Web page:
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Kansas City Isn't A Coronavirus Hot Spot Yet, But New Cases Are On The Rise As People Begin To Congregate

Sylvia Maria Gross
KCUR 89.3
Swimmers practice social distancing on the beach at Watkins Mill State Park on Sunday, July 5. Most public health officials agree that camping is a relatively low risk as long as at least six feet of social distance between non-family members can be maintained.

Coronavirus cases in metro Kansas City continue to climb as residents return to work and socialize in bars, restaurants and other indoor spaces.

Kansas City, Missouri, had 278 new cases last week, while the rest of Jackson County reported 221. Countywide, nearly 300 COVID-19 patients have required hospitalization.

“We know there’s a lot of fatigue as we’ve been in a pandemic a long time now. People feel like they can relax, but they really can't,” said Kayla Parker, spokeswoman for the Jackson County Health Department. “It's even more important now that things are opening up, that they continue to be proactive about those preventative measures.”

Statewide, 23,856 Missourians have tested positive for coronavirus, and 1,028 patients have died. Gov. Mike Parson has said he won’t issue any kind of a mask mandate because people should take “personal responsibility” to slow the spread of the coronavirus.

Meanwhile, nearly 1,000 Kansans have tested positive since Wednesday, the last day statewide numbers were reported before the holiday weekend, bringing the total to 16,901 cases and 280 deaths.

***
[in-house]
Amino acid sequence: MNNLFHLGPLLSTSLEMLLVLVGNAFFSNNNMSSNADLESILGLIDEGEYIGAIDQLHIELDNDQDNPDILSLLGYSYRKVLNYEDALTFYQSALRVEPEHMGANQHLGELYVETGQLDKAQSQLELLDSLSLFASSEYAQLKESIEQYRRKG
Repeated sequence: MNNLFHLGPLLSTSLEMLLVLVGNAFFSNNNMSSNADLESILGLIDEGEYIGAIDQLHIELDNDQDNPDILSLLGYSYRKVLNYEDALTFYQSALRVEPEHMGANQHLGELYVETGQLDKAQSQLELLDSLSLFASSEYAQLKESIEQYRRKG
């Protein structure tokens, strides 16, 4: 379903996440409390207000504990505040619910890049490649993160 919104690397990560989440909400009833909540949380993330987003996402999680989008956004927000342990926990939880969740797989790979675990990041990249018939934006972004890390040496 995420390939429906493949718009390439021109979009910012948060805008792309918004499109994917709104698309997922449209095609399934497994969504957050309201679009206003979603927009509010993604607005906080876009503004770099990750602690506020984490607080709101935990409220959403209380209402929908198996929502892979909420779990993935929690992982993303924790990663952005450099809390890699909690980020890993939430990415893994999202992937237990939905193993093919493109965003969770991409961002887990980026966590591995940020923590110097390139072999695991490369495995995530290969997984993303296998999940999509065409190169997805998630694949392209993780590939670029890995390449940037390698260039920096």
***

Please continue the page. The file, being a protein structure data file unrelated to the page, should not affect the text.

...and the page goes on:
To get ahead of the curve, Gov. Laura Kelly issued a statewide mask order that took effect Friday. County officials can opt for less restrictive measures than the public mask mandate, though Wyandotte and Johnson counties have not.

It will be at least five days before cases connected to Fourth of July gatherings are reported, though outdoor gatherings like barbecues and picnics are generally safer than getting together indoors. Although some cases were linked to large gatherings at the Lake of the Ozarks over Memorial Day weekend, coronavirus is much more likely to spread in enclosed spaces.

That could be a problem as hot weather pushes people into the air conditioned indoors.

Parker said that masks should be worn indoors in most circumstances, including in most work cubicles as offices reopen this month.

“If you are not in your own enclosed office, you need to be wearing a mask, even if you can maintain that six-foot social distance,” Parker said.

Parker added that it is still dangerous to socialize in large groups. It’s also risky to expand your social circle beyond household members.

Finally, Parker said Kansas Citians should pick up if they get a call from a unknown number, as it might be a contract tracer alerting them to potential exposure.

“It's really essential that people are making the time to take that phone call, give us a call back and talk through who they've potentially exposed and we’re they’ve been so that we can make sure to limit that spread,” she said.

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